Mother: The West Side, that's where we live. Do you know where Hollywood is?
Boy: The North?
Mother: No, Hollywood is the East Side.

Yeah, well, I guess Hollywood is on the East Side if you live in Santa Monica. I've always thought of it as central. But if Hollywood is on the East Side, what's downtown, or East L.A.? Or Whittier?

Also pleased that the plot of Sunset Boulevard is set in motion in a manner true to Angeleno life: Joe Gillis doesn't want to lose access to his car. Thom Andersen must have made this point in Los Angeles Plays Itself, no? I can't remember. I only remember Jack Nicholson's Jake Gittes in Chinatown (hmmm...Jake Gittes...Joe Gillis) described as "castrated" because he has no wheels.
I was flabbergasted to see the names Erich von Stroheim, Cecil B. Demille, Hedda Hopper, and Buster Keaton flash onscreen during opening credits to Billy Wilder’s Sunset Boulevard, which surprisingly, stupidly, along with Double Indemnity, I had never seen before last night (American films of the 1930s through 50s, noirs especially, are a blind spot in my film knowledge). Why have I avoided seeing these films for so long? I was instantly enraptured. Watching them, I felt little pieces of cinema history and pop culture fall into place (Oh! So that’s where “I’m ready for my close-up now, Mr. Demille” comes from…Mulholland Drive makes so much more sense to me now…Barton Keyes…Barton Fink). It was the same feeling I had a few years ago hearing a fairly decent Beatles tune I had somehow never heard before ("Hey Bullfrog"). The mix of comedy and suspense in Sunset is masterful. With every line and every scene my jaw dropped a little lower. That there was a monkey-in-the-coffin bit was especially delightful. Double Indemnity, more straight noir, was also excellent, though I was initially disappointed to see the same story flashback structure used in both films. I suppose these films are old hat for most filmgoers, so please excuse my excitement, and slap me for my negligence.

Thursday, August 18, 2005

I have a feeling this is a dream, but...Beck, Thurston Moore, the Arcade Fire, the Yeah Yeah Yeahs, Rilo Kiley, Devendra Banhart, Elvira, David Cross (!), Malcolm McLaren, Peaches, Roky Erikson, Postal Service, Sparks and others collaborate on a We Are the World style Halloween song with proceeds going to UNICEF. A link to Said the Gramaphone who has "Do They Know It's Halloween" on mp3.

Wednesday, August 17, 2005

I freely and somewhat embarrassingly admit that this thought (Slavoj Zizek, "Give Iranian Nukes a Chance") has more than once crossed my mind, only to be immediately rejected as absurd. I suppose this is a devil's advocate argument intended to make a larger political point (which is, what...America must be stopped?) but Zizek is floating in space here, and makes too many mistakes (Iran an Arab state?) to be taken seriously. Rewrite it and then we can talk.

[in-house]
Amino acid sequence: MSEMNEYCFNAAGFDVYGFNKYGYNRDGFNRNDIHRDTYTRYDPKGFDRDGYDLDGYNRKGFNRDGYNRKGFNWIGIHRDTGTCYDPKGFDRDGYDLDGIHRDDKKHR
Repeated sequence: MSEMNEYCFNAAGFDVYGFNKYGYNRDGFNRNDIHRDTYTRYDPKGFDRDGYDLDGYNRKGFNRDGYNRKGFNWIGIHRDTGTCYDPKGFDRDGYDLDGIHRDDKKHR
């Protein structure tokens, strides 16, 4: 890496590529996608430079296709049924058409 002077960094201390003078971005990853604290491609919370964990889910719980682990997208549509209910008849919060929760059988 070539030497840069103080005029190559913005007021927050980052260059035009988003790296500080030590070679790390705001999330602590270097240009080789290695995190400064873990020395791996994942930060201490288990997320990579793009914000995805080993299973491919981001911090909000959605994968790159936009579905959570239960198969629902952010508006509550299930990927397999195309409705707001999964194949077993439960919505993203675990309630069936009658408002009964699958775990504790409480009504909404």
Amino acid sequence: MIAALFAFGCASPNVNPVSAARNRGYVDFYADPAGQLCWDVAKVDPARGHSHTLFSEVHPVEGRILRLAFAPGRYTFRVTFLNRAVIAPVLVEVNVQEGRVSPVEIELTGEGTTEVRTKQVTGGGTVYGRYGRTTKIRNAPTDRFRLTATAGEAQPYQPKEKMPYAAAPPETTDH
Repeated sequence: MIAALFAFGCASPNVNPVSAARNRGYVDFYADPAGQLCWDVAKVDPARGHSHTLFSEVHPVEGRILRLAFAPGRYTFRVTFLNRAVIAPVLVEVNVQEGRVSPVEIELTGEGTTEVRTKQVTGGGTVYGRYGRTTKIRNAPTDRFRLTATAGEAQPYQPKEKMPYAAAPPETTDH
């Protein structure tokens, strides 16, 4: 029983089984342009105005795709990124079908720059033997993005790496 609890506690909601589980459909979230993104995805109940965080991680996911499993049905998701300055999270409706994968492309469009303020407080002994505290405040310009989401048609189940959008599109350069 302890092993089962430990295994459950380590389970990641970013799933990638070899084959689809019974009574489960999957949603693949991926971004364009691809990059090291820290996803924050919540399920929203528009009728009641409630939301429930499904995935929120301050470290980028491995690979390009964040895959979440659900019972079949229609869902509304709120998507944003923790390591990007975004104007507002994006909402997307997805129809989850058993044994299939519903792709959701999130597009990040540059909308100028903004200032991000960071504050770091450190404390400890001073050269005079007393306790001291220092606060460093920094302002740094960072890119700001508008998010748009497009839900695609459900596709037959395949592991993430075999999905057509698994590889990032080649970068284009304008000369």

Monday, August 15, 2005

Poet Jen Hofer (“like offer, not like gopher”) was kind enough to open her home Friday night to the Angeleno rabble by hosting and co-curating , with filmmaker David Gatten, an evening of cinema & poetry entitled The Moving Word.

Los Angeles, like most urban centers, has a fairly vibrant & diverse avant-garde/experimental/underground/what-have-you poetry community. The same can be said of the avant-garde film community, with the added twist that it operates in an industry town beneath (or along-side-of, or above) Hollywood, the dream factory, Babylon, etc. (Maybe it’s so energetic because of this fact; that is, only from such an embattled position at the apex of Hollywood money, power, & celebrity can such a community exist – similar perhaps to how the underground literary community operates in New York, surrounded by the big publishers? I suppose there are other reasons, the proximity of film & art schools like UCLA & CALArts being primary. For an interesting take on Hollywood & the avant-garde ("The distinction between 'pure' uncorrupted avant-garde and 'commercialized' Hollywood or mainstream cinema is a false one, and probably always was"), check out this post from Digital Poetics). Still, it amazes me that the cinema & poetry communities in Los Angeles are not brought into dialogue like this more often, especially because the communities tend to overlap significantly. Most of the poets I know are cinephiles, avant-garde or otherwise...

The evening began with a film by Janie Geiser, followed by Will Alexander reading from his latest book, Exobiology as Goddess. There were also films by Paolo Davanzo (who runs the Echo Park Film Center), David Gatten, Adele Horne, Lewis Klahr (with music by Rhys Chatham), Lisa Marr, and Lee Anne Schmitt, as well as readings by Haryette Mullen, Jane Sprague, Diane Ward, and Jen Hofer. Quite a lot to take in, and I didn’t even mention the pre-show impromptu musical performances (a group of people, I don’t know who, played incredible old-timey country & bluegrass music, two guitars & a fiddle). Sorry I don’t have specifics, I didn’t take notes. Jane Sprague read from “White Footed Mouse, Field Notes” which you can read online in a PDF document of the journal ecopoetics no. 3.

Also got to talk a bit with Ara Shirinyan, and finally got to meet Stan Apps & Mathew Timmons (at least I think it was M. Timmons...I didn't catch the last name, correct me if I'm wrong).

Oh yeah, I joined the Totally Obvious blog and will be posting there occasionally.